The statements
if (a > b)
z = a;
else
z = b;
compute in z the maximum of a and b. The conditional
expression, written with the ternary operator ``?:'', provides an
alternate way to write this and similar constructions. In the expression
expr_{1} ? expr_{2} : expr_{3}
the expression expr_{1} is evaluated first. If it is nonzero
(true), then the expression expr_{2} is evaluated, and that is
the value of the conditional expression. Otherwise expr_{3} is
evaluated, and that is the value. Only one of expr_{2} and expr_{3}
is evaluated. Thus to set z to the maximum of a and b,
z = (a > b) ? a : b; /* z = max(a, b) */
It should be noted that the conditional expression is indeed an expression, and
it can be used wherever any other expression can be. If expr_{2}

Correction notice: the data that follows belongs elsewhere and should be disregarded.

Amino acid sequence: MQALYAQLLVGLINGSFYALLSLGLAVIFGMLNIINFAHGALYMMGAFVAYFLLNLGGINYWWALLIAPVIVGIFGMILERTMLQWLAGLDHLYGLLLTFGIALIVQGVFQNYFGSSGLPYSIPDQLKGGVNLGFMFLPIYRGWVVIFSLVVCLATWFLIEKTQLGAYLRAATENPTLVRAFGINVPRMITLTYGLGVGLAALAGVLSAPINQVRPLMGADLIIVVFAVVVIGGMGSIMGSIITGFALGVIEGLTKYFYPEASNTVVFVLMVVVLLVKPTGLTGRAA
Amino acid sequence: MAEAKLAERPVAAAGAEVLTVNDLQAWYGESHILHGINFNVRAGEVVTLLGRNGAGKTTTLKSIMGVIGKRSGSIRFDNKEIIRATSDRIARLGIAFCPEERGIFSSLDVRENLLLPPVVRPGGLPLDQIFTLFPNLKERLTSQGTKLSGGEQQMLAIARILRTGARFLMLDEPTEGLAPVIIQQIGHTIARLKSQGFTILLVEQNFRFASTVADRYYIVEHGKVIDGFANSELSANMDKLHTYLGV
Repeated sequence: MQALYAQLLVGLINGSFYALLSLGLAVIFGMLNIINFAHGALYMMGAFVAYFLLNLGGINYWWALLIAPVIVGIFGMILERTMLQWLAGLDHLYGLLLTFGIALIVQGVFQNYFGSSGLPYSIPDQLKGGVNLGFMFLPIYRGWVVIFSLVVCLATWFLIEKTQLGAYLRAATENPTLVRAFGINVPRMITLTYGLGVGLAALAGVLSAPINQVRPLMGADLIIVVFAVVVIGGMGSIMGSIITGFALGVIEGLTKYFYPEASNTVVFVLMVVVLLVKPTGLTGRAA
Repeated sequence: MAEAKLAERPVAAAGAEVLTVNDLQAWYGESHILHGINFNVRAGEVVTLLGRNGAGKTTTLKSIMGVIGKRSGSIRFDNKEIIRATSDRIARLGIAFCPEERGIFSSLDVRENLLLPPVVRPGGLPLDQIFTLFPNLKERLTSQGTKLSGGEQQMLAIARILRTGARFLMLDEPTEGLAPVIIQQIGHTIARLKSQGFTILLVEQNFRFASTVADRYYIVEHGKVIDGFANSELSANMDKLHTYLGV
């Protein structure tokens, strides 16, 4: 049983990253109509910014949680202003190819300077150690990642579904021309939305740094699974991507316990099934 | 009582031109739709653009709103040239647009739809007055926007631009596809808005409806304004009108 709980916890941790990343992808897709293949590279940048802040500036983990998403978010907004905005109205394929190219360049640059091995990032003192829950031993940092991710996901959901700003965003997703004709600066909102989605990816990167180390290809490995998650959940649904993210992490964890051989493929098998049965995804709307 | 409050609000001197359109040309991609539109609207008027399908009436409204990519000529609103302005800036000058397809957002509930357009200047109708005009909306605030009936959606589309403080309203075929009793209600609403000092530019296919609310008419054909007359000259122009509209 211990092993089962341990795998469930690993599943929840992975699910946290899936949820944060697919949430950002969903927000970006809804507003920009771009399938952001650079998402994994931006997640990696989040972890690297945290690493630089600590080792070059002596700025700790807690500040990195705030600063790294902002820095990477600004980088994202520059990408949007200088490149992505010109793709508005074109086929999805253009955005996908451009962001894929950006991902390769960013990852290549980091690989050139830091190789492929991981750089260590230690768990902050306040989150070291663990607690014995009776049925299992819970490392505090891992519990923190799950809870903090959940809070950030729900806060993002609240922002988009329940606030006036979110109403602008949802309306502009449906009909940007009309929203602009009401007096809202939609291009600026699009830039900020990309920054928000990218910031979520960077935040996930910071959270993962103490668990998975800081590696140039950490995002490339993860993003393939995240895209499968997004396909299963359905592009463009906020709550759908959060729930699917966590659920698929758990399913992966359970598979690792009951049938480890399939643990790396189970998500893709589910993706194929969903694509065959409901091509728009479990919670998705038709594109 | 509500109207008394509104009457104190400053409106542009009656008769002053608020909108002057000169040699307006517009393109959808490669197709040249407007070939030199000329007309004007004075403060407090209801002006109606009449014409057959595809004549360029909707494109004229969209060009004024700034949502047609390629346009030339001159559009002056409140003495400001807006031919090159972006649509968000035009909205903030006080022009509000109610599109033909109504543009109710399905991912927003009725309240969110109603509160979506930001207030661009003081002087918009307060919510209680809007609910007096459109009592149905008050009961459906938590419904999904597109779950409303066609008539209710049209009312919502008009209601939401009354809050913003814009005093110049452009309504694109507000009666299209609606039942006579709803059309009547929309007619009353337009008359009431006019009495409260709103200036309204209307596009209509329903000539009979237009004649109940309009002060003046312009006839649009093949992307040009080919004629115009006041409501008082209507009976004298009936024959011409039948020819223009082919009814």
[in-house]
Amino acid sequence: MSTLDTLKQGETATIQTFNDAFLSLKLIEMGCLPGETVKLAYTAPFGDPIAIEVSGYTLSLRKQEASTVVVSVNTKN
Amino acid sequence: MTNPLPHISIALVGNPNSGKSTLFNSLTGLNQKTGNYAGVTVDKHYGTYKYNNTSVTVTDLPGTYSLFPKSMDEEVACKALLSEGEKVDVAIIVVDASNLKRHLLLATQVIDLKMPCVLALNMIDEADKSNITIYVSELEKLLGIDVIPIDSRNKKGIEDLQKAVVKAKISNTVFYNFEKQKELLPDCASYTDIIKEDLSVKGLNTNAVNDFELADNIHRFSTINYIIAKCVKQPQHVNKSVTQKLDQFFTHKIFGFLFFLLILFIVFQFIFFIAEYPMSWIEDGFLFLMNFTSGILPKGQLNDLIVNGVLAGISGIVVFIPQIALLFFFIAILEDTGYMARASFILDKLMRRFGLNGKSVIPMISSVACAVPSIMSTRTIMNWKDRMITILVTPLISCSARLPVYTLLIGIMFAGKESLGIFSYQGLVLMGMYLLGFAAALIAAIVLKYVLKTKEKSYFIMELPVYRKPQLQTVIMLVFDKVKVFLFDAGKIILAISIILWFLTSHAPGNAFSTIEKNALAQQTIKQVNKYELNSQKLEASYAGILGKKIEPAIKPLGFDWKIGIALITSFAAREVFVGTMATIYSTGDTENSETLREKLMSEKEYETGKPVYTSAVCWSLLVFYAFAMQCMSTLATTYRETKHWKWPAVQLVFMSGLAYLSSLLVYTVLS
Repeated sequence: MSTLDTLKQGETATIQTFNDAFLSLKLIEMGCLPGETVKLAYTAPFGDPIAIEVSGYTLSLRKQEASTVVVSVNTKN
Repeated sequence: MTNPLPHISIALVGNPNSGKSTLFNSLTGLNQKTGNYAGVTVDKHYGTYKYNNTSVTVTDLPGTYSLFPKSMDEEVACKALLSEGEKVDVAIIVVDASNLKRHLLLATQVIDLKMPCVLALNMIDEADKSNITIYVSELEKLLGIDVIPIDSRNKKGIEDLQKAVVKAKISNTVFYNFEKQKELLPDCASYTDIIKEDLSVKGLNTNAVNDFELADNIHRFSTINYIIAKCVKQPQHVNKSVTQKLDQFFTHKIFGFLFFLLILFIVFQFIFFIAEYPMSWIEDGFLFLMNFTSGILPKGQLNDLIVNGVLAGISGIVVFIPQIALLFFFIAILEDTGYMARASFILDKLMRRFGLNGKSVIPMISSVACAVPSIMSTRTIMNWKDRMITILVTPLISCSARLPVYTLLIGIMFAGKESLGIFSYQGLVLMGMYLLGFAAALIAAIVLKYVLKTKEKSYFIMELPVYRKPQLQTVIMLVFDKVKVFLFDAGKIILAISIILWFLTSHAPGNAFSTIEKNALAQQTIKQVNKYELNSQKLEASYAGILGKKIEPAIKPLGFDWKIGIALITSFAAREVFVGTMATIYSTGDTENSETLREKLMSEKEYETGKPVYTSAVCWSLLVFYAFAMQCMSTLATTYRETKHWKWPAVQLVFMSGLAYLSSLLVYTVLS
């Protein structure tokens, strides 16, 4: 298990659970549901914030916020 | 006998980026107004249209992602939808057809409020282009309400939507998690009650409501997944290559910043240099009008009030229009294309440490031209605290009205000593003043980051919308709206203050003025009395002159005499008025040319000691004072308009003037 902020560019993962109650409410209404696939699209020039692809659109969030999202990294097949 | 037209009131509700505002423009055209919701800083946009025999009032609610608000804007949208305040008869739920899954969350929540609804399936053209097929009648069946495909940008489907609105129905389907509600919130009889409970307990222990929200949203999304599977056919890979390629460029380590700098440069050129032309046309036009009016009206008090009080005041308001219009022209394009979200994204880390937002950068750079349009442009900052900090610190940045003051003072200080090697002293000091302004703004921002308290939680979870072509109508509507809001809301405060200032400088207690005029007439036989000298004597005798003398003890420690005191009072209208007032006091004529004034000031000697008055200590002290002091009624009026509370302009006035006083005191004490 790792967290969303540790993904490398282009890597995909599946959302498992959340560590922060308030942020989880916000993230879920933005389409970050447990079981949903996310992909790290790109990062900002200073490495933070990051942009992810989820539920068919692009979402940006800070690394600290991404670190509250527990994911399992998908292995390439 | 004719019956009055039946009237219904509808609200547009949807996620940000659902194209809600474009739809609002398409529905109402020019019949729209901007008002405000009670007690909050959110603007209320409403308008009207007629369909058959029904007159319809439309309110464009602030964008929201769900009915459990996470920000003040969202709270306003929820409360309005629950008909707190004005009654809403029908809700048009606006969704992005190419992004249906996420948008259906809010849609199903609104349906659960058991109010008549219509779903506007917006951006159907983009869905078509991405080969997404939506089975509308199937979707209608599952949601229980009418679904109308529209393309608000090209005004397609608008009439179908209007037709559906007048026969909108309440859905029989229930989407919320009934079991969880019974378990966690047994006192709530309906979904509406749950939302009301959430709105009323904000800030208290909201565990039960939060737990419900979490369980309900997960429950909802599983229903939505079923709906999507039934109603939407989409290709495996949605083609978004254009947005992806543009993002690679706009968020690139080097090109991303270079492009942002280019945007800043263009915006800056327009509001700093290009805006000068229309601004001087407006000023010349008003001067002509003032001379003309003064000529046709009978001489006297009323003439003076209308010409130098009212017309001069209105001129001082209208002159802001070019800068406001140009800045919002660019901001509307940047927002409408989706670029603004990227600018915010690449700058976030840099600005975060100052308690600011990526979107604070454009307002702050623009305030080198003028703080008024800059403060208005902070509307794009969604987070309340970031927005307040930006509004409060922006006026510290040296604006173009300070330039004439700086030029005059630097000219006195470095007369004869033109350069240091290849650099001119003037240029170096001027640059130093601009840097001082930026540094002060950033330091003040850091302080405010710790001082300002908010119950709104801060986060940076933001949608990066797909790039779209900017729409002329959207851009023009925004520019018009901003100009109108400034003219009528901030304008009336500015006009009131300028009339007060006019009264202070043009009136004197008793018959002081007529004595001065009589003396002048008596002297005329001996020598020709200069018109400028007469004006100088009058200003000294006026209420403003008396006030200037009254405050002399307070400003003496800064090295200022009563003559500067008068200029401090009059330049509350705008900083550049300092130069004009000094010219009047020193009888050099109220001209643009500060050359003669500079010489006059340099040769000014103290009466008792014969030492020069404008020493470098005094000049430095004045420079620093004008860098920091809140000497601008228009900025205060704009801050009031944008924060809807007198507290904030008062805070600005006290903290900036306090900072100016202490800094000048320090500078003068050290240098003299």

and expr_{3} are of different types, the type of the result is
determined by the conversion rules discussed earlier in this chapter. For
example, if f is a float and n an int, then
the expression
(n > 0) ? f : n
is of type float regardless of whether n is positive.
Parentheses are not necessary around the first expression of a conditional
expression, since the precedence of ?: is very low, just above
assignment. They are advisable anyway, however, since they make the condition
part of the expression easier to see.
The conditional expression often leads to succinct code. For example, this
loop prints n elements of an array, 10 per line, with each column
separated by one blank, and with each line (including the last) terminated by a
newline.
for (i = 0; i < n; i++)
printf("%6d%c", a[i], (i%10==9  i==n1) ? '\n' : ' ');
A newline is printed after every tenth element, and after the nth. All
other elements are followed by one blank. This might look tricky, but it's more
compact than the equivalent ifelse. Another good example is
printf("You have %d items%s.\n", n, n==1 ? "" : "s");